Personal income in Chattanooga grew nearly twice as fast as the U.S. average last year and outpaced other metropolitan areas across the mid-South, according to newly released government figures.
But a growing share of Chattanoogans' income continued to come from the government in 2010.
The U.S. Bureau of Economic Affairs estimates that net earnings last year rose by 4.1 percent in metropolitan Chattanooga to a total of $464 million, reversing the 5.1 percent drop in net earning during the previous year when the economy was still in decline. Earnings increased both from higher wages and the addition of 4,900 jobs in the six-county Chattanooga metropolitan area during 2010, or 2.2 percent of the metropolitan workforce.
The earnings gain outstripped the 2.3 percent gain in such wage and profit gains nationwide last year, government figures show. Chattanooga's job gains last year were more than twice the rate for all of Tennessee and more than 10 times the growth rate in Georgia, according to the U.S. Bureau of Labor Statistics.
Government transfer payments such as Social Security, jobless benefits and food stamps rose by an even faster 7.2 percent in metro Chattanooga to $280 million during 2008 after increasing by 10.9 percent the previous year, government figures show. Nationwide, government transfer payments rose by 7.8 percent in 2010, or more than triple the gain in wages and dividends last year.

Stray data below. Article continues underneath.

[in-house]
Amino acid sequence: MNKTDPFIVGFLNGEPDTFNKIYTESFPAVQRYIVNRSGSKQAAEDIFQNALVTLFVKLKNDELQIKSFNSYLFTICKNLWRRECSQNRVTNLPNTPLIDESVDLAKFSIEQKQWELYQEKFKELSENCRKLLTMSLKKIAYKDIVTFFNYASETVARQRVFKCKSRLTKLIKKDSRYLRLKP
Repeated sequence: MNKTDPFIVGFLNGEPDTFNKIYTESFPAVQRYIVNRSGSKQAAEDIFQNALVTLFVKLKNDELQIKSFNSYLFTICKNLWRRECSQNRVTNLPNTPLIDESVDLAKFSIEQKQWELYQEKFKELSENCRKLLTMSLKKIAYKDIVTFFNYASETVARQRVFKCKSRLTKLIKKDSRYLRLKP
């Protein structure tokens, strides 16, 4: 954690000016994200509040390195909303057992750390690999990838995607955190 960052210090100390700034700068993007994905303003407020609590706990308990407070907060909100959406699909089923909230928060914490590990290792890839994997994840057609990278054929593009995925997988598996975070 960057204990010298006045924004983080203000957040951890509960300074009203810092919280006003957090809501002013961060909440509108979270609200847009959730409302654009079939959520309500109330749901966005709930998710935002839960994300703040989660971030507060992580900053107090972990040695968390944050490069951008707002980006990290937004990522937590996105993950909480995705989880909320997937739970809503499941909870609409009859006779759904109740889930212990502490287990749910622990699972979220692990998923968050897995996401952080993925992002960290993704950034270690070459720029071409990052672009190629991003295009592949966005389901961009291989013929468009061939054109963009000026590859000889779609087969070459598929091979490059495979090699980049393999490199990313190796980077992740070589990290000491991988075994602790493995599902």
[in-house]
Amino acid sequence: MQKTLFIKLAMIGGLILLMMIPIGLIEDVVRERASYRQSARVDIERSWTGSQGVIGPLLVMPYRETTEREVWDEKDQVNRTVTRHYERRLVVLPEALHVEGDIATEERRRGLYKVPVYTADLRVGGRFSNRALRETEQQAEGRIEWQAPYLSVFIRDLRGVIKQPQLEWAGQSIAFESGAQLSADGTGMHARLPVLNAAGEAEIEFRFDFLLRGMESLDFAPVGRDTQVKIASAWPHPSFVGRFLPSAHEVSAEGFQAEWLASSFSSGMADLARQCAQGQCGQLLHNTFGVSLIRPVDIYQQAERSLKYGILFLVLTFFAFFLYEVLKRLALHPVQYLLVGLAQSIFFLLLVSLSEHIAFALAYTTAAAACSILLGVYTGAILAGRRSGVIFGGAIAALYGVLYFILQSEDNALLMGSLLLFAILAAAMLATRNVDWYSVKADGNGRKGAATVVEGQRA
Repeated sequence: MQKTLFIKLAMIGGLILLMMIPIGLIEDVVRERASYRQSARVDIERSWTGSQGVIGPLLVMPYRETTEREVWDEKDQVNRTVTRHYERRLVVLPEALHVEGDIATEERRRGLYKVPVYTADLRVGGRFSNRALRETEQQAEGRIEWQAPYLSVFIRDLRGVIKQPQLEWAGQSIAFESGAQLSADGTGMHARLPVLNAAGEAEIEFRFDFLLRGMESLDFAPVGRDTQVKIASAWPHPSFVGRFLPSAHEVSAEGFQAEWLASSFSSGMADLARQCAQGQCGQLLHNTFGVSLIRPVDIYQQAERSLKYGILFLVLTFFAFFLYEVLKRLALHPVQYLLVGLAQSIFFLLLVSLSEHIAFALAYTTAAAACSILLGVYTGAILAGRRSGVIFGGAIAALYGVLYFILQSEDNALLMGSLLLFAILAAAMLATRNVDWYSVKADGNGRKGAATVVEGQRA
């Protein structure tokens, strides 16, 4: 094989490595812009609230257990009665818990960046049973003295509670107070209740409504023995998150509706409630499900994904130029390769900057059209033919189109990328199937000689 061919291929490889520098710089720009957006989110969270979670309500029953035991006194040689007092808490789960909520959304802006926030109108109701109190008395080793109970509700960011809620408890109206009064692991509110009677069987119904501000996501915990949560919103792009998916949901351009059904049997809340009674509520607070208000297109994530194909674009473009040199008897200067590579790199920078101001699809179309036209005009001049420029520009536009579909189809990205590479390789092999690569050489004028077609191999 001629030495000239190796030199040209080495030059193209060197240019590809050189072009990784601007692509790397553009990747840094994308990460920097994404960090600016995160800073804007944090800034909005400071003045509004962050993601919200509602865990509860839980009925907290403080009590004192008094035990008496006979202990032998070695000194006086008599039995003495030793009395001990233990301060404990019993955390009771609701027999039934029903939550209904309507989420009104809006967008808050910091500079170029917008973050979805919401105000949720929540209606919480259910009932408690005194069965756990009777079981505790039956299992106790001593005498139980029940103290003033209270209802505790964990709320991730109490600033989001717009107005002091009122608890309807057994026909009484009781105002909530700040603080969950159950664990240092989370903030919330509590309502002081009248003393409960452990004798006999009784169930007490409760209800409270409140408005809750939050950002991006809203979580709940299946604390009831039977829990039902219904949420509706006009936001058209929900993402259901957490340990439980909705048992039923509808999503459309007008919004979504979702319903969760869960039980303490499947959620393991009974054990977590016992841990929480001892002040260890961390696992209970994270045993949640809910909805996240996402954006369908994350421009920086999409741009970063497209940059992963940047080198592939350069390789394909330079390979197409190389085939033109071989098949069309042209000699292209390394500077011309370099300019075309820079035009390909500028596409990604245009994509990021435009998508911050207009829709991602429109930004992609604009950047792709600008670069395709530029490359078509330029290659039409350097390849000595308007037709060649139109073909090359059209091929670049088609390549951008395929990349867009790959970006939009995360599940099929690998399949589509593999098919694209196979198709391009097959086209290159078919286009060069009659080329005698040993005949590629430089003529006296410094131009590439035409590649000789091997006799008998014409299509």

"During recessions, we tend to see government transfer payments go up while earnings are flat or go down," said Bill Fox, director of the University of Tennessee's Center for Business and Economic Research. "In 2009, the economy was still in recession while last year we began to see positive growth in the economy. Unemployment remains high, but we are seeing gains in personal income."
Income in metropolitan Cleveland, Tenn., also outpaced the national growth rate last year with personal income growing in Bradley and Polk counties to $113 million, up 3.3 percent from the previous year.
"The metropolitan areas of the state are generally growing faster than rural areas in this recovery," said Murat Arik, associate director of the Business and Economic Research Center at Middle Tennessee State University. "But there is still a lot of uncertainty and not the level of growth we're used to seeing in most recoveries."
Some metropolitan areas still grew less than the U.S. average last year. Personal income in both Atlanta and Dalton, Ga., grew less than the national average last year. Both areas are heavily dependent upon construction and have suffered more than most cities during the recent recession.